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I have a direct3d project that uses D3DXCreateTextureFromFile() to load some images. This function takes a LPCWSTR for the path to file. I want to load a series of textures that are numbered consecutively (ie. MyImage0001.jpg, MyImage0002.jpg, etc) But c++'s crazy strings confuse me.

How do i:

for(int i=0; i < 3;i++)
{
//How do I convert i into a string path i can use with D3DXCreateTextureFromFile?
}

Edit:

I should mention I am using Visual Studio 2008's compiler

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4 Answers 4

up vote 6 down vote accepted

One option is std::swprintf:

wchar_t buffer[256];
std::swprintf(buffer, sizeof(buffer) / sizeof(*buffer),
              L"MyImage%04d.jpg", i);

You could also use a std::wstringstream:

std::wstringstream ws;
ws << L"MyImage" << std::setw(4) << std::setfill(L'0') << i << L".jpg";
ws.str().c_str();  // get the underlying text array
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1  
+1 : Better than mine. –  Preet Sangha May 6 '10 at 1:00
    
That works, except I needed to prefix L to "MyImage...." –  Mr Bell May 6 '10 at 1:05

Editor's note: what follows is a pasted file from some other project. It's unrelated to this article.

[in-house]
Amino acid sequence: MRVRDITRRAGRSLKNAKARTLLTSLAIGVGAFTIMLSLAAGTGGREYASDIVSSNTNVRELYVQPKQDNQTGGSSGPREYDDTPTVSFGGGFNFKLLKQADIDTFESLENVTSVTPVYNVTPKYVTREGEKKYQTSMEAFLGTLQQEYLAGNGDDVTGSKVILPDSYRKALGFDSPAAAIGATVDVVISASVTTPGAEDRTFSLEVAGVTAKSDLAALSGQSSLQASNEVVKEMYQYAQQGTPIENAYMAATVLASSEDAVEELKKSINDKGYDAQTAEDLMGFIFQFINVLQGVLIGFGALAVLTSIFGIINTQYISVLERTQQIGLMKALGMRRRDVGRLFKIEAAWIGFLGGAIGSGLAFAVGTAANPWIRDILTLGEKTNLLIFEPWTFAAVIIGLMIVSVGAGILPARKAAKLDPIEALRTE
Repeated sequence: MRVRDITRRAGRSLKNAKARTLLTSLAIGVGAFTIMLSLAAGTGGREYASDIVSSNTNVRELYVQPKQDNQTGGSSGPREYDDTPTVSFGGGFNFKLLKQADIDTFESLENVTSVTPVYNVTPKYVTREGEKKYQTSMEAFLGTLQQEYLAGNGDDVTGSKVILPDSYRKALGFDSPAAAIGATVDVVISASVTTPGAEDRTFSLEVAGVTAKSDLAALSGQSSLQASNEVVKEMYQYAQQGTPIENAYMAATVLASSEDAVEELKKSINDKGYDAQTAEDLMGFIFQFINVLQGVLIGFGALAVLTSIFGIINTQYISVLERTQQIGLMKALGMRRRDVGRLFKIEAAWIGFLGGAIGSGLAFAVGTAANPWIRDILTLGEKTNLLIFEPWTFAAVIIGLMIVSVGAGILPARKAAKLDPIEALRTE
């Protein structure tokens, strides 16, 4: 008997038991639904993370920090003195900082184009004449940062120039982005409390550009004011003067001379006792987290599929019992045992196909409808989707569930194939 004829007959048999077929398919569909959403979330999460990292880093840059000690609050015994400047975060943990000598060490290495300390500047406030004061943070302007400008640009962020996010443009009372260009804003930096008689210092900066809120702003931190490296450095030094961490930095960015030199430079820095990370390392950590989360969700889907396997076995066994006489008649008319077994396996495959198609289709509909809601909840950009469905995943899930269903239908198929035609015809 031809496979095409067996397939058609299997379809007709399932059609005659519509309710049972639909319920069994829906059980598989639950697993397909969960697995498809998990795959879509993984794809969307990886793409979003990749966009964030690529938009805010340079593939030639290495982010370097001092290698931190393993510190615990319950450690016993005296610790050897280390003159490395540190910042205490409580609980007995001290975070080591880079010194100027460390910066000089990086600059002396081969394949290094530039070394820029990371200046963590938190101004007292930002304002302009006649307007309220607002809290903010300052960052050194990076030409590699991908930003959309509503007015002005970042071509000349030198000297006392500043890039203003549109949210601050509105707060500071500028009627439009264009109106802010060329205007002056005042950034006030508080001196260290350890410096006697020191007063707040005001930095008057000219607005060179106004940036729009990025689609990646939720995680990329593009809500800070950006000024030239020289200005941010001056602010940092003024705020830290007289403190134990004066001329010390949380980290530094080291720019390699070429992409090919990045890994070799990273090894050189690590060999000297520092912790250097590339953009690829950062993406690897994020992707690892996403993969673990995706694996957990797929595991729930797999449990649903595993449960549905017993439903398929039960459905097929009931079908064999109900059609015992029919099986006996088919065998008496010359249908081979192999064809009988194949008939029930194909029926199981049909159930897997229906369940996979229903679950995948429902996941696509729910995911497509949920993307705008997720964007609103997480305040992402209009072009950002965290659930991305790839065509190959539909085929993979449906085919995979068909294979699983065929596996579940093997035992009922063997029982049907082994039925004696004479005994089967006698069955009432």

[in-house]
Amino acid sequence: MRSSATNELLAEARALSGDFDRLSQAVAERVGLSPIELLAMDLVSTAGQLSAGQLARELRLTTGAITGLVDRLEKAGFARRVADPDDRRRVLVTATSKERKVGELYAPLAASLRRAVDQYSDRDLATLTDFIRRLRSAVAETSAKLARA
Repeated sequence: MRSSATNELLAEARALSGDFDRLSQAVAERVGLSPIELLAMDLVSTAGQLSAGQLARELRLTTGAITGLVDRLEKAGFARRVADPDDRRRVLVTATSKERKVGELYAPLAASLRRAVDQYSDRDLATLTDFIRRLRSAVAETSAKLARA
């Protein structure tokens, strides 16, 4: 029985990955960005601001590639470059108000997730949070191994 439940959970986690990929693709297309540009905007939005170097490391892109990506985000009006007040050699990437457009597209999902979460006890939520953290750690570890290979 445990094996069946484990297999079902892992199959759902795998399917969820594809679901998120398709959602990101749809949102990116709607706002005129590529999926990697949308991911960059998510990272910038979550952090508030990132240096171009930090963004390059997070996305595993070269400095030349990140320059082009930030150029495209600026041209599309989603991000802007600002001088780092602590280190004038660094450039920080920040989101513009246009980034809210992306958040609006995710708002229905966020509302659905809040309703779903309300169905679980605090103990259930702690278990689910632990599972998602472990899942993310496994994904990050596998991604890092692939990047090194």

@MrBell - thanks, I forgot about that important detail. –  R Samuel Klatchko May 6 '10 at 1:08

The most 'C++' way would be to use wstringstream:

#include <sstream>

//...

std::wstringstream ss;
ss << 3;
LPCWSTR str = ss.str().c_str();
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1  
For stringstream's you need to do ss.str().c_str(); –  R Samuel Klatchko May 6 '10 at 1:05
1  
ya fixed at the same time –  Brian R. Bondy May 6 '10 at 1:05

The Win32 API has multiple string formatting functions available, eg:

wsprintf():

WCHAR buffer[SomeMaxLengthHere];
for(int i=0; i < 3;i++)
{
    wsprintfW(buffer, L"%i", i);
    ...
}

StringCbPrintf():

WCHAR buffer[SomeMaxLengthHere];
for(int i=0; i < 3;i++)
{
    StringCbPrintfW(buffer, sizeof(buffer), L"%i", I);
    ...
}

StringCchPrintf():

WCHAR buffer[SomeMaxLengthHere];
for(int i=0; i < 3;i++)
{
    StringCchPrintfW(buffer, sizeof(buffer) / sizeof(WCHAR), L"%i", i);
    ...
}

Just to name a few.

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wsprintf

/* wsprintf example */
#include <stdio.h>

int main ()
{
  wchar_t buffer [50];
  for(int i=0; i < 3;i++){
     wsprintf (buffer, L"File%d.jpg", i);
     // buffer now contains the file1.jpg, then file2.jpg etc
  }
  return 0;
}
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1  
This doesn't produce wide strings, but the idea was ok and can be converted to wsprintf. –  Ben Voigt May 6 '10 at 5:31

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